During a career that has spanned five decades and encompassed more than sixty feature films, Jack Nicholson has become both one of film’s most renowned actors and a Hollywood icon.
Nicholson had played several small parts and was working mostly as a screenwriter when he scored his first big acting role, as hard-drinking lawyer George Hanson in Easy Rider (1969), for which he received his first Oscar nomination. And since, he has garnered Oscar nominations in every decade. In 2002, he received his twelfth, for his performance in the title role of About Schmidt, making him the most-nominated male actor in Oscar history. He has won the Academy Award three times, twice for Best Actor for his work in One Flew Over the Cuckoo’s Nest (1975) and As Good As It Gets (1997), and once for Best Supporting Actor for his role in Terms of Endearment (1983).
Nicholson won Golden Globe Awards for his work in About Schmidt, As Good as It Gets, Prizzi’s Honor (1985), Terms of Endearment, One Flew Over the Cuckoo’s Nest and Chinatown (1974), and was nominated for ten additional film roles.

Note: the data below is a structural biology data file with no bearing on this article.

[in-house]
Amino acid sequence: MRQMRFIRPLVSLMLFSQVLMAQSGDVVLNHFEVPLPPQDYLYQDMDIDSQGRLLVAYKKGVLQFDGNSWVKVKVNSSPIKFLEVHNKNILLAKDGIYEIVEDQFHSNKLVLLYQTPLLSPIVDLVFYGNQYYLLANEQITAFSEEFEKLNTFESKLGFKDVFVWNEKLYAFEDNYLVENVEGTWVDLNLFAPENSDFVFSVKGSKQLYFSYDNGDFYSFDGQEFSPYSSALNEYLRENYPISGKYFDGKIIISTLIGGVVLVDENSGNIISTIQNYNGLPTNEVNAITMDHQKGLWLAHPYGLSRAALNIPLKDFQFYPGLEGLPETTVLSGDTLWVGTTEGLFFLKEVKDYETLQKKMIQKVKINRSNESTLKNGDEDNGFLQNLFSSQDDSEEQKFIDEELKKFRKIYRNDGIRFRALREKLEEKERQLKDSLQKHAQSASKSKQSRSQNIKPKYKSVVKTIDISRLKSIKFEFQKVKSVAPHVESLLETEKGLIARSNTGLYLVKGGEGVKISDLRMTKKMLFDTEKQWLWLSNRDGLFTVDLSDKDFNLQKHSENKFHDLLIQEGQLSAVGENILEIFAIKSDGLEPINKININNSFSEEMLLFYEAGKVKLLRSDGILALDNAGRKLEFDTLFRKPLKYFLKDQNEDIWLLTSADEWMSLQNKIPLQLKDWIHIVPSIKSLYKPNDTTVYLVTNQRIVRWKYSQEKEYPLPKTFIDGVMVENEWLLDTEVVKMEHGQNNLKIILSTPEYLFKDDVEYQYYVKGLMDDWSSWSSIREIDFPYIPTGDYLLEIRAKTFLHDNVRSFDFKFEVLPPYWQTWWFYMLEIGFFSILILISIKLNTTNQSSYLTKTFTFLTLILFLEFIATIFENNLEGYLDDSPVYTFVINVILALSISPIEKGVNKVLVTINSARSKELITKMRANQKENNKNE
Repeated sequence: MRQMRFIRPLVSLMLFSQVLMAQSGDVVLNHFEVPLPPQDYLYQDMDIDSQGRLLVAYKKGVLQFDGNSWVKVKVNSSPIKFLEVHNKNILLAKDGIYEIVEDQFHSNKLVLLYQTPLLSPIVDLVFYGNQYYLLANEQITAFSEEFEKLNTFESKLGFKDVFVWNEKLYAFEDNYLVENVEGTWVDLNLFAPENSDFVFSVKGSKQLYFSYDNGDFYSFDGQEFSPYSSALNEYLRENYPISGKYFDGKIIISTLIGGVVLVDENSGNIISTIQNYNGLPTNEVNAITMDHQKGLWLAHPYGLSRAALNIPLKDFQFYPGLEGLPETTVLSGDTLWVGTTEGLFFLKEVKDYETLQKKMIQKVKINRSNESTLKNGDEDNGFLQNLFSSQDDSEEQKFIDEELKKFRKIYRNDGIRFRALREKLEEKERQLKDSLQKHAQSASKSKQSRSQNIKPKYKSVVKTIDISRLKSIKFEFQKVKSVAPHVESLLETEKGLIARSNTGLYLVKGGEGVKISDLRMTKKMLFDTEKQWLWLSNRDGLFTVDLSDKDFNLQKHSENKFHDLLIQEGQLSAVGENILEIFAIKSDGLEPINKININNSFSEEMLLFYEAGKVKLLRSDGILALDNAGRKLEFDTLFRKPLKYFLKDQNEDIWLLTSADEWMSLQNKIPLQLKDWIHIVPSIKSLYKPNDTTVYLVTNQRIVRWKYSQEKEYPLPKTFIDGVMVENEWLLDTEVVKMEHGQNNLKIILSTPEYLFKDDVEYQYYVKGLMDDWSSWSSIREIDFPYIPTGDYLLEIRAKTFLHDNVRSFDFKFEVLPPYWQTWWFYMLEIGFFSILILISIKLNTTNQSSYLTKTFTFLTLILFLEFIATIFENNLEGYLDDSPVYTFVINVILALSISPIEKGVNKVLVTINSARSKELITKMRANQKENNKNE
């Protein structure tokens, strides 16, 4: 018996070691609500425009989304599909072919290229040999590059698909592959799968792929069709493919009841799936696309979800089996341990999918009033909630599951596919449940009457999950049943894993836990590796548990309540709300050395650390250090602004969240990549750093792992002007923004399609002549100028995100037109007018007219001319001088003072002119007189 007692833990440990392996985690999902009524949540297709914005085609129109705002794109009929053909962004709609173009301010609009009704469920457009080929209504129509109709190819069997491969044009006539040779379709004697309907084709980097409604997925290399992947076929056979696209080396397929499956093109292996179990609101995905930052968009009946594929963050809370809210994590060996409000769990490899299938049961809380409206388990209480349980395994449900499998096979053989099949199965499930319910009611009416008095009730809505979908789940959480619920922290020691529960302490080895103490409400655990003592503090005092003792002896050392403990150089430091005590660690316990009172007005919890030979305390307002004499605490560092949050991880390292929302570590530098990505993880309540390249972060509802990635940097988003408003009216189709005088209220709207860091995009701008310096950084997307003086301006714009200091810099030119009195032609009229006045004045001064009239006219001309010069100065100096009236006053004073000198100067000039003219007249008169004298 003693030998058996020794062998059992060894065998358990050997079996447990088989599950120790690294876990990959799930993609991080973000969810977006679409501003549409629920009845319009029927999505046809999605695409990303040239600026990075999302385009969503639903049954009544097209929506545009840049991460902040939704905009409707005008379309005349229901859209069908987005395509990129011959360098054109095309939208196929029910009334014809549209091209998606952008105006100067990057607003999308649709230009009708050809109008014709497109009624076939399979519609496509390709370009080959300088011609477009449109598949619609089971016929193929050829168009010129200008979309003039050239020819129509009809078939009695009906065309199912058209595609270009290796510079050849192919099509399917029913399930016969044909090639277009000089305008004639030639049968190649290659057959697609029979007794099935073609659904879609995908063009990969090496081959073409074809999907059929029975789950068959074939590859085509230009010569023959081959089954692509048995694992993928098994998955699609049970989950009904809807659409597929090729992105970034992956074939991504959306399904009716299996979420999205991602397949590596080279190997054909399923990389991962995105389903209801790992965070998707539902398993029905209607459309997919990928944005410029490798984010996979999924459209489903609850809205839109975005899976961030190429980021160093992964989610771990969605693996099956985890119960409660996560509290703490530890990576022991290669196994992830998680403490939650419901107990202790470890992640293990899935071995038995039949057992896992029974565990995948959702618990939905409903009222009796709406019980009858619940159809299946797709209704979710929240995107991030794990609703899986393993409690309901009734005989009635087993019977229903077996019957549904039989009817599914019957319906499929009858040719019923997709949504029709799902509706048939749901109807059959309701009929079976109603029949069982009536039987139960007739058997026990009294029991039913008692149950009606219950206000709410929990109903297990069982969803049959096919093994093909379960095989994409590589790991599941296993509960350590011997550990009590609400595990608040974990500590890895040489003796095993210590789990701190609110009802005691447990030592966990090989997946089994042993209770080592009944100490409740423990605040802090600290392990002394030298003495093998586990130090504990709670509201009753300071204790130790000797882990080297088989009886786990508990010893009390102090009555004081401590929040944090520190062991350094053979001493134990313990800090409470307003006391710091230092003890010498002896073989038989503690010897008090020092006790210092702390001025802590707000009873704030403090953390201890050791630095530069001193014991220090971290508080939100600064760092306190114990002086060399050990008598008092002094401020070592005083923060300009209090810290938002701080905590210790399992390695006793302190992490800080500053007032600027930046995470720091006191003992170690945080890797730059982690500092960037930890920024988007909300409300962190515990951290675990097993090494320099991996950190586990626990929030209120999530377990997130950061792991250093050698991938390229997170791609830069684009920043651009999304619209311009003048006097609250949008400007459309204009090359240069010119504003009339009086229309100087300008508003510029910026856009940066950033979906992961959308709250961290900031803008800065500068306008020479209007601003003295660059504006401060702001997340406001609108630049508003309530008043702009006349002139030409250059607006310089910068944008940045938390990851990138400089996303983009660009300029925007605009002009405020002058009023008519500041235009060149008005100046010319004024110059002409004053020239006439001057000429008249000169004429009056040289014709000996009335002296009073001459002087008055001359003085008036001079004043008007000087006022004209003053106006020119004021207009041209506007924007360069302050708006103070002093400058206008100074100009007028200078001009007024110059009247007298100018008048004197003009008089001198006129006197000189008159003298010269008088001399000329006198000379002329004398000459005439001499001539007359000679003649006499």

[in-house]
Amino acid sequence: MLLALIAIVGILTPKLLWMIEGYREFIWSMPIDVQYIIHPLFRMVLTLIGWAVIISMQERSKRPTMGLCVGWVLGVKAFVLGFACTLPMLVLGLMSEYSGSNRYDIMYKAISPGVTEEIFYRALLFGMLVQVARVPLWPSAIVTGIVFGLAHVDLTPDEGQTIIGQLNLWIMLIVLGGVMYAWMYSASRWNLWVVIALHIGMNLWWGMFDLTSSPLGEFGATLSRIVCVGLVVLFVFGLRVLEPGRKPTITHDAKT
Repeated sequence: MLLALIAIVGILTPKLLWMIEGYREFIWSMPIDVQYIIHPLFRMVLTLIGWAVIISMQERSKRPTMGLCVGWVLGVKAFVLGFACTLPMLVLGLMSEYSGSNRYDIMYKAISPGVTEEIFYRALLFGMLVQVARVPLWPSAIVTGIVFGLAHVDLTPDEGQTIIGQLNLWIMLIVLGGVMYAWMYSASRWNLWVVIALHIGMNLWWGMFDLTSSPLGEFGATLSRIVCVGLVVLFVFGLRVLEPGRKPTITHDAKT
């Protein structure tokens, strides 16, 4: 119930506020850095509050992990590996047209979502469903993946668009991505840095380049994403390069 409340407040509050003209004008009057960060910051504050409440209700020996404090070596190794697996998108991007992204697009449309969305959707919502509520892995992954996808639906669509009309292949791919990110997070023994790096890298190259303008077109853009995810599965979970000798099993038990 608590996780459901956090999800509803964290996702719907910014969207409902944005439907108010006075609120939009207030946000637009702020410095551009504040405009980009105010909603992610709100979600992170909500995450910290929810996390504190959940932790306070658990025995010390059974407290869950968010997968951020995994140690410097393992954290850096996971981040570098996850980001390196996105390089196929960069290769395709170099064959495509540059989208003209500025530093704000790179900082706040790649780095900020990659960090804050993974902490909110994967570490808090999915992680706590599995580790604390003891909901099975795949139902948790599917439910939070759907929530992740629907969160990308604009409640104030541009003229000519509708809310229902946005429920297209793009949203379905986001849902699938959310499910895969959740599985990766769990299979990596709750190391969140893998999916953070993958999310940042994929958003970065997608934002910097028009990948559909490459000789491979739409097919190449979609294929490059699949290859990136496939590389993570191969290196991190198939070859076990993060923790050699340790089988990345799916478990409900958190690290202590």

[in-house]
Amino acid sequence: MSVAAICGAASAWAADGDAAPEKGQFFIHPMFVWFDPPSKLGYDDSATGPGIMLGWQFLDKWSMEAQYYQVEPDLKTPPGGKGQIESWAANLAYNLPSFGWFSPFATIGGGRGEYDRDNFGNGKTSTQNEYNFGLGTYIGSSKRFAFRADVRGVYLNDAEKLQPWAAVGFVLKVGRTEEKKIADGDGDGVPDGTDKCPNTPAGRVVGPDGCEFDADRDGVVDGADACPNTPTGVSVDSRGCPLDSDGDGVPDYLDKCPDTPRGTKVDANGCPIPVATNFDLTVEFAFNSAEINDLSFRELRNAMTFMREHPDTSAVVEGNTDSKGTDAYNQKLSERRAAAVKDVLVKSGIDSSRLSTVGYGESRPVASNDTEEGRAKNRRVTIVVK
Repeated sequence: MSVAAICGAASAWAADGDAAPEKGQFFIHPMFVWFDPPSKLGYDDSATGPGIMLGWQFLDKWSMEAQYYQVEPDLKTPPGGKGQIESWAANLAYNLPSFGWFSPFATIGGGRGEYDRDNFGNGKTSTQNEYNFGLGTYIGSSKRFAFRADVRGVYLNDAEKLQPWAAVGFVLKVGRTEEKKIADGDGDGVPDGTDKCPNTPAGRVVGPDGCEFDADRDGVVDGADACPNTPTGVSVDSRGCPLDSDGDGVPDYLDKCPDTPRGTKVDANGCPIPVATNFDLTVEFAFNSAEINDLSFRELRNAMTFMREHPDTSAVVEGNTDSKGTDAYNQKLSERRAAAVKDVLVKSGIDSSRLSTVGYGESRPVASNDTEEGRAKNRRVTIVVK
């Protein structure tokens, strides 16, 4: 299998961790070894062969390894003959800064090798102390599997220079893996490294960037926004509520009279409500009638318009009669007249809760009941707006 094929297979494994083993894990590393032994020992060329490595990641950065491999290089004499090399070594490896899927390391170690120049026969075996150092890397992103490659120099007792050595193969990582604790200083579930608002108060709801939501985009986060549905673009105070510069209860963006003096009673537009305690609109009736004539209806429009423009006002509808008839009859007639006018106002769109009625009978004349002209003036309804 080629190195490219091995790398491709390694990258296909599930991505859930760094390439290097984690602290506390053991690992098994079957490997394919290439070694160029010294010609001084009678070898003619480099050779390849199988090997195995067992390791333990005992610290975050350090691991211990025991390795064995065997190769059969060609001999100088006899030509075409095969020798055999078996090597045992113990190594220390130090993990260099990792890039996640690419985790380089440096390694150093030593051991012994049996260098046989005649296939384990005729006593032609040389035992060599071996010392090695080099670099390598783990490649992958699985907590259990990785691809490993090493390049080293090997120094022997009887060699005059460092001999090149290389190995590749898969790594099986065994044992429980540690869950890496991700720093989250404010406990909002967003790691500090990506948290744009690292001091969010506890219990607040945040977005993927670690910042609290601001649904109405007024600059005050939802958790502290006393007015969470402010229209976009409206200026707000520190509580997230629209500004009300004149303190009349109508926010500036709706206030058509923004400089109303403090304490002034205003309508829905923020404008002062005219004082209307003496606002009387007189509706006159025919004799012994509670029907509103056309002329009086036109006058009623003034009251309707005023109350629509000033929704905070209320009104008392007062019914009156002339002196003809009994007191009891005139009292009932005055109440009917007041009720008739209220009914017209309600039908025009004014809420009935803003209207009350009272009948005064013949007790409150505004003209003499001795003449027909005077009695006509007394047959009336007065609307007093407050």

Nicholson’s film work has also brought him a myriad of critics groups’ awards, and he has been honored with the Lifetime Achievement Award from the American Film Institute and the Cecil B. DeMille Award from the Hollywood Foreign Press Association.
Nicholson made his feature film directorial debut in 1971 on Drive, He Said, which he also wrote and produced. He went on to direct and star in Goin’ South (1978), and to direct, produce and star in The Two Jakes (1990).